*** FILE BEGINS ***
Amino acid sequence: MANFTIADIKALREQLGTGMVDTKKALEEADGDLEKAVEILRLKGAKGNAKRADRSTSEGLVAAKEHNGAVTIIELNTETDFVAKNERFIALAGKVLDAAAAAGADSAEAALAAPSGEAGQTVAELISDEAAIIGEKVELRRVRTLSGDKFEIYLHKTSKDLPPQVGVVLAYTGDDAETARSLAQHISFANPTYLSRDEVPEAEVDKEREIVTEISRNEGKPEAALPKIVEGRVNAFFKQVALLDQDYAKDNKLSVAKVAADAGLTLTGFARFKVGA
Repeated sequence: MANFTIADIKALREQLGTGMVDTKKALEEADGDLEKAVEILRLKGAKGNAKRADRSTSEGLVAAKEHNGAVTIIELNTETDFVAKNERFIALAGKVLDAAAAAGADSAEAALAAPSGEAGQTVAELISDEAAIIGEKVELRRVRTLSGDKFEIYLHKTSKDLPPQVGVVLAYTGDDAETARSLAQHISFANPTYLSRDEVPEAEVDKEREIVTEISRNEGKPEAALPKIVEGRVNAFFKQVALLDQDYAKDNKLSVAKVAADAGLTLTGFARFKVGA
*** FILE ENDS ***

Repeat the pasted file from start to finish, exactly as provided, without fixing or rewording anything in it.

Amino acid sequence: MANFTIADIKALREQLGTGMVDTKKALEEADGDLEKAVEILRLKGAKGNAKRADRSTSEGLVAAKEHNGAVTIIELNTETDFVAKNERFIALAGKVLDAAAAAGADSAEAALAAPSGEAGQTVAELISDEAAIIGEKVELRRVRTLSGDKFEIYLHKTSKDLPPQVGVVLAYTGDDAETARSLAQHISFANPTYLSRDEVPEAEVDKEREIVTEISRNEGKPEAALPKIVEGRVNAFFKQVALLDQDYAKDNKLSVAKVAADAGLTLTGFARFKVGA
Repeated sequence: MANFTIADIKALREQLGTGMVDTKKALEEADGDLEKAVEILRLKGAKGNAKRADRSTSEGLVAAKEHNGAVTIIELNTETDFVAKNERFIALAGKVLDAAAAAGADSAEAALAAPSGEAGQTVAELISDEAAIIGEKVELRRVRTLSGDKFEIYLHKTSKDLPPQVGVVLAYTGDDAETARSLAQHISFANPTYLSRDEVPEAEVDKEREIVTEISRNEGKPEAALPKIVEGRVNAFFKQVALLDQDYAKDNKLSVAKVAADAGLTLTGFARFKVGA